I am preparing for a future of possible martial law, of the suspension of the Constitution, of rampant inflation where paper currency is rendered useless. You history teachers ... remember Germany in the 1920s? Poland and Romania in the early 1990s?

So what are YOU people teaching your students? How to survive in an unprecedented and inevitable global meltdown or how to twiddle thumbs over an iFad from Apple?

There are two kinds of people in the world ... those that see things as they truly are, and those who see things for what they could be like in an idealistic sense.

Realists prepare for the worst and have the best chances of survival during times of crisis. Idealists never do and are the most vulnerable and weak during times of crisis, because they'll spend too much time meditating over why things have gone so horribly wrong.

Is the latter the kind of model you wish to present to your students who are depending on you to prepare them for an uncertain future?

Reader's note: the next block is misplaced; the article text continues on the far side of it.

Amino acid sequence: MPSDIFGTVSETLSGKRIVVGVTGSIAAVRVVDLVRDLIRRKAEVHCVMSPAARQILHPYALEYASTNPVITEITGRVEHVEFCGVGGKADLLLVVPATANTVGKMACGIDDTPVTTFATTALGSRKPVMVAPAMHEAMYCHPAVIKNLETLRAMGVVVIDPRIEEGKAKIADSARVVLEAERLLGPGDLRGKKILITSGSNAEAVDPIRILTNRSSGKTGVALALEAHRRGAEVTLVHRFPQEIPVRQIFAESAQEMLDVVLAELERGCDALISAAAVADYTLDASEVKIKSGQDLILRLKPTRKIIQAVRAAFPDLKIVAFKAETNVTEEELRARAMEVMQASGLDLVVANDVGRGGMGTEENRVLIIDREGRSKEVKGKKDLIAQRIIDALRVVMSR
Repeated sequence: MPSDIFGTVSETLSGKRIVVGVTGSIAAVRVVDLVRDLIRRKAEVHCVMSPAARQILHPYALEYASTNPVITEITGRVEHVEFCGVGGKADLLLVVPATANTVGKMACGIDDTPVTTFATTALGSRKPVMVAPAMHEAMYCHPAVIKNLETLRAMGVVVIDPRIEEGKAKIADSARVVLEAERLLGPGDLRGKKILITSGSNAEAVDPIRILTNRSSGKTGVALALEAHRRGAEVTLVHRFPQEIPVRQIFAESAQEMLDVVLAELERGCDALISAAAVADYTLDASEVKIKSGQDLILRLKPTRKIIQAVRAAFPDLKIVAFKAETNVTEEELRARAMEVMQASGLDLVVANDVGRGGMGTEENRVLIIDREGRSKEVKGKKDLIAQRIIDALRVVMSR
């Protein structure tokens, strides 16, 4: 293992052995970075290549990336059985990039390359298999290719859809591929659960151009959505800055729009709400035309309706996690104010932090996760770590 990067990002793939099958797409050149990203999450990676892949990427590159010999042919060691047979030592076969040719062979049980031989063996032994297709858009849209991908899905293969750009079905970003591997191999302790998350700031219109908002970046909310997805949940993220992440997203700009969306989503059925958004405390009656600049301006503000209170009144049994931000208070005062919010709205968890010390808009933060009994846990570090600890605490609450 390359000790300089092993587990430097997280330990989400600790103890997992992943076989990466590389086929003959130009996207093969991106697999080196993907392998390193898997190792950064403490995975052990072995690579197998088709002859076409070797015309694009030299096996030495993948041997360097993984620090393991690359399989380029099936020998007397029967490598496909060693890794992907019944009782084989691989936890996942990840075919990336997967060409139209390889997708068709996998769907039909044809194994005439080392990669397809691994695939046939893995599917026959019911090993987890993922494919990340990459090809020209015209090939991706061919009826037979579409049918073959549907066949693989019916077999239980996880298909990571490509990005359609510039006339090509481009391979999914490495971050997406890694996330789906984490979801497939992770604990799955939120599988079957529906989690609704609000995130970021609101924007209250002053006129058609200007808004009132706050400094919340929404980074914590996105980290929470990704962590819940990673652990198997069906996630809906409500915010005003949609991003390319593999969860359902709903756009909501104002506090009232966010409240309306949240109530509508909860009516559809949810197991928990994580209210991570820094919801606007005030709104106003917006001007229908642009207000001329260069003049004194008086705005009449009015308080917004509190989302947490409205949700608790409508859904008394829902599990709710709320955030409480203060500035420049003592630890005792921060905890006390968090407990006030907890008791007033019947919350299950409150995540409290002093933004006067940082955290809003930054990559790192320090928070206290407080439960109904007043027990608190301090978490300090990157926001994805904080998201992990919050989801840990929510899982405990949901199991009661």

Ann Sisko's picture
Ann Sisko
Emeritus Classroom Teacher (grades 2/3 - 7/8) in South Brunswick, NJ

"In order to promote the embracing of new ideas, strategies, and techniques we need to collaboratively work with staff to transform traditional classroom environments into vibrant learning communities where all students are authentically engaged."

Good article -- it would be wonderful if all educators could read it.

The number one issue that stands in the way of teachers who try to create "vibrant learning communities where all students are authentically engaged" is the response of schools to high stakes testing.

Even in my district, where the powers-that-be have traditionally embraced the kind of leadership and teacher-empowerment that you described (because ultimately it is in the best interest of the kids), they are telling teachers flat out that they have to improve the test scores of their students.